Billions of people on earth take their Internet connectivity for granted. Fibre-optic submarine cables connect countries, cities and continents. But fibre isn’t an option for every service provider: Remote communities and those on the move, such as cruise ships and planes, rely on satellite Internet. But satellites mean long latencies and limited, expensive bandwidth, and performance is often not comparable to terrestrial service. So we want to make sure that we use the resource well. The purpose of our satellite TCP/IP traffic simulator project is to create a testbed with which we can evaluate configurations and innovative solutions to improve satellite link utilisation, performance and user experience.
What are the questions we want to answer?
The list is quite long, but our initial goals are:
- We’d like to know under which circumstances (link type – GEO or MEO, bandwidth, load, input queue size) various adverse effects such as TCP queue oscillation or standing queues occur.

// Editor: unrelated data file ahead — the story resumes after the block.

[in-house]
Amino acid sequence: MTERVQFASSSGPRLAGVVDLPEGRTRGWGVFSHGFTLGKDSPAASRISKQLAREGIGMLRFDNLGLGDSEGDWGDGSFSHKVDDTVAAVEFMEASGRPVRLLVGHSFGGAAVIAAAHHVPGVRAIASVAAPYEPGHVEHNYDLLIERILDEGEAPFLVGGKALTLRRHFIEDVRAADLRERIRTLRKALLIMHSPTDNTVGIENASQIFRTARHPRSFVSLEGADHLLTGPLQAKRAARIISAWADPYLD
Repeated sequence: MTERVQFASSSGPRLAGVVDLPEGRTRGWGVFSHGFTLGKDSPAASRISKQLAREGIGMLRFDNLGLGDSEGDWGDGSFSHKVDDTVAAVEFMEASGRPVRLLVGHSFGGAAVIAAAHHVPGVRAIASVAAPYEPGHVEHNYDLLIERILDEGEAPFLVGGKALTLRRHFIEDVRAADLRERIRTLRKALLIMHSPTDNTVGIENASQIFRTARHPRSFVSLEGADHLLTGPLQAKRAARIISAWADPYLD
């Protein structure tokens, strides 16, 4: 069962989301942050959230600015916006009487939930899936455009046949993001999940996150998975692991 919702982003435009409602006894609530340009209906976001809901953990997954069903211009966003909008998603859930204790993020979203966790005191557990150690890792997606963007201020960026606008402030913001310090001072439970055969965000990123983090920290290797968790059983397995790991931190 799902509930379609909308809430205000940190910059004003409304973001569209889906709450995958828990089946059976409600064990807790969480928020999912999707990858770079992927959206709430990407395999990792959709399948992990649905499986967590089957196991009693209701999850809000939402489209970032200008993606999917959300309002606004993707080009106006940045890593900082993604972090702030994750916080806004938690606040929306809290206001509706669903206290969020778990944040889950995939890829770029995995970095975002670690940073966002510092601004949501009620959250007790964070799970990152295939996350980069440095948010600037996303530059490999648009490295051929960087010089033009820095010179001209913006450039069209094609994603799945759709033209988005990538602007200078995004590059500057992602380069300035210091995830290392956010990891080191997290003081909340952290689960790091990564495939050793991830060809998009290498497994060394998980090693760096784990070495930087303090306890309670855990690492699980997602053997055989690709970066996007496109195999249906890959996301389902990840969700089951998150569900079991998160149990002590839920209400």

- We’d like to know what input queue size represents the best compromise in different circumstances.
- We’d like to know how much improvement we can expect from devices peripheral to the link, such as performance-enhancing proxies and network coders.
- We’d like to know how best to parameterise such devices in the scenarios in which one might deploy them.
- We’d like to know how devices with optimised parameters behave when loads and/or flow size distributions change.
That’s just a start, of course, and before we can answer any of these, the biggest question to solve is: How do you actually build, configure, and operate such a simulator?
Visit us here to keep up with what we’re doing, how we’re doing it, and who we’re working with.